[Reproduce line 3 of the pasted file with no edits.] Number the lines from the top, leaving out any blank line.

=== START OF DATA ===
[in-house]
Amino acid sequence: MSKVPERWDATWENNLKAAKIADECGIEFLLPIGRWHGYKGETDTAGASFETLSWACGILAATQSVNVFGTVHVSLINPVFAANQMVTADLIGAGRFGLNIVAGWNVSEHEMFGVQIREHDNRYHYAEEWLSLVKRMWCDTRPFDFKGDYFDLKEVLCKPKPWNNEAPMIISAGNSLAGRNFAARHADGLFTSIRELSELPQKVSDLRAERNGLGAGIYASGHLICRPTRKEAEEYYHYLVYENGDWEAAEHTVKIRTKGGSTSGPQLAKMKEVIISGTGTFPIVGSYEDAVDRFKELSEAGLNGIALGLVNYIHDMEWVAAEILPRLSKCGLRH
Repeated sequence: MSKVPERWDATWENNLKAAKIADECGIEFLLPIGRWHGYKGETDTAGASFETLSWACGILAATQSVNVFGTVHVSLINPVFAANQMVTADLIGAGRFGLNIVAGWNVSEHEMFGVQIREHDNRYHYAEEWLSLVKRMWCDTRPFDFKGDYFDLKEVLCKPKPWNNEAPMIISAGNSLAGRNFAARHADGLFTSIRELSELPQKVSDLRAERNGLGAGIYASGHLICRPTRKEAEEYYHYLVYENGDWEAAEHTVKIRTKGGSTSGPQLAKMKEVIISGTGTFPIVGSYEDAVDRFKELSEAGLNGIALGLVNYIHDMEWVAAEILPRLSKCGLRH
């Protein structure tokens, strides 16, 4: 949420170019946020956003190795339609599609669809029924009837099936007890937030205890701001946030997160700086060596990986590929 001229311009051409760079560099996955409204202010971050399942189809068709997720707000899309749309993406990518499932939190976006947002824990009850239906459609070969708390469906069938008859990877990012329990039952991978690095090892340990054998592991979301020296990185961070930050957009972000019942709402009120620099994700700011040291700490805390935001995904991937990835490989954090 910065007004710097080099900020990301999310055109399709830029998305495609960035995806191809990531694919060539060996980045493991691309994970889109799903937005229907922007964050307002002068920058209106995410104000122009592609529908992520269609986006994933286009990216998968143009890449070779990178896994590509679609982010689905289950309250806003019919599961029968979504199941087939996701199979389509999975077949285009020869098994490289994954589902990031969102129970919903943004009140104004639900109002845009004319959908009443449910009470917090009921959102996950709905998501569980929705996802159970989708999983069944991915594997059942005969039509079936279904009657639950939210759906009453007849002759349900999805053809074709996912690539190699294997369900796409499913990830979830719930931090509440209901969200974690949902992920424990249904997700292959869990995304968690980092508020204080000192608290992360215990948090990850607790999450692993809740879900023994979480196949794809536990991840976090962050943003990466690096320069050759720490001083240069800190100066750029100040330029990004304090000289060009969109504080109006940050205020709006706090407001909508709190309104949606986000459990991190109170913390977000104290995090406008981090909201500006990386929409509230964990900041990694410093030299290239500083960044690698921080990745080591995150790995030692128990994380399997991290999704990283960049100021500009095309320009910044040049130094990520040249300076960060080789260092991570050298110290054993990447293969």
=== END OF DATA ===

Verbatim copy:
Repeated sequence: MSKVPERWDATWENNLKAAKIADECGIEFLLPIGRWHGYKGETDTAGASFETLSWACGILAATQSVNVFGTVHVSLINPVFAANQMVTADLIGAGRFGLNIVAGWNVSEHEMFGVQIREHDNRYHYAEEWLSLVKRMWCDTRPFDFKGDYFDLKEVLCKPKPWNNEAPMIISAGNSLAGRNFAARHADGLFTSIRELSELPQKVSDLRAERNGLGAGIYASGHLICRPTRKEAEEYYHYLVYENGDWEAAEHTVKIRTKGGSTSGPQLAKMKEVIISGTGTFPIVGSYEDAVDRFKELSEAGLNGIALGLVNYIHDMEWVAAEILPRLSKCGLRH